Category Archives: web

Book review: The Business Value of Web Performance

Web performance is always very important to me. Browser need to download more and more resources to render full page. On one hand we want our pages look gorgeous on the other hand this means more images, more bandwidth and of course more time.

In todays mobile world this become even more important, we are in the hurry and if page didn’t show up in 1-2 second we’re swipe away. I read over a book  “Time is Money” by Tammy Everts. It is very short one (about 100 pages) you can read it in one day. I recommend you to get this book and read it.

In first two chapters, author shows a lot of case studies and scientific background to convince us that performance is important. Fast websites create happy users – lot of  case studies proves that we perceive slow webpage even slower than it is. Research show that there are two really important aspects of our brains:

  • Short term memory – which is very poor and decays quickly
  • Need to feel we are in control – if we have to wait, we feel powerless, so we’re starting to frustrate.

That means that 0.1 second give us illusion of instantaneousness; after 10 seconds we lose focus. We need fast application to gain “Flow”, otherwise we are getting tired.

100ms is Google stated goal to page load times

In the book there are plenty of examples how few seconds can change conversion rates of our site. So finally I think this quote get to the point.

“First and foremost, we believe that speed is more than a feature. Speed is the most important feature. If your application is slow, people won’t use it.”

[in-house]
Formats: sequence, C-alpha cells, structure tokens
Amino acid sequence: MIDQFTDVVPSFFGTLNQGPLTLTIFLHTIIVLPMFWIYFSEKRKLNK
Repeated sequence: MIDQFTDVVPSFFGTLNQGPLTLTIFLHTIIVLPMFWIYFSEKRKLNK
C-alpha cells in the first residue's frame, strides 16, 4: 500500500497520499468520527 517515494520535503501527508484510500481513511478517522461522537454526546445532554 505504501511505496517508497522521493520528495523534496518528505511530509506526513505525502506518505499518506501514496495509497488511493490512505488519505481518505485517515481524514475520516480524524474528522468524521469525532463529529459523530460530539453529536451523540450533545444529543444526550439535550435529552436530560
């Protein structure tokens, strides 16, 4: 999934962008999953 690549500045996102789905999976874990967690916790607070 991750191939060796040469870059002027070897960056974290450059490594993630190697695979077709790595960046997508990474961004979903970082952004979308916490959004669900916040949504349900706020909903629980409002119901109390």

– Fred Wilson, VC, Union Square Ventures.

Digging deeper we find out that the problem is latency and bandwidth. Important thing to know is that increasing bandwidth by 1000% we improve page load time by about 50%. We should consider that many browser has limit of simultaneous connection, and this limits may vary depending on version and OS. That means latency is what we should care about. The big problem with latency is that it’s unpredictable and inconsistent. It can be affected by almost everything from the weather 🙂 to what your neighbours are downloading.

Regardless how much money we invest in building out the infrastructure – latency will continue to be one of the greatest obstacles in web performance.

Next we are moving to optimisation layers, where we can measure and optimise response times. These layers are:

  • Servers
  • Load Balancers
  • Content Delivery Networks (CDNs)
  • Frontend Optimalization (FEO)

This layers has different optimization purposes, but the rule of thumb says that 80%-90% of the end user response time is spent in frontend, so it is good idea to start there. Mobile optimisation are VIP here, so we should always figure out how to decrease request count and how to minimise response size.

To know where we should put our effort, to optimise proper page, or part of our application we have to measure it and we need to know which pages are more important from the customer conversion point of view. There are a lot of different measurement tools available: mainly two types Application Performance Management (APM) and Digital Performance Management (DPM)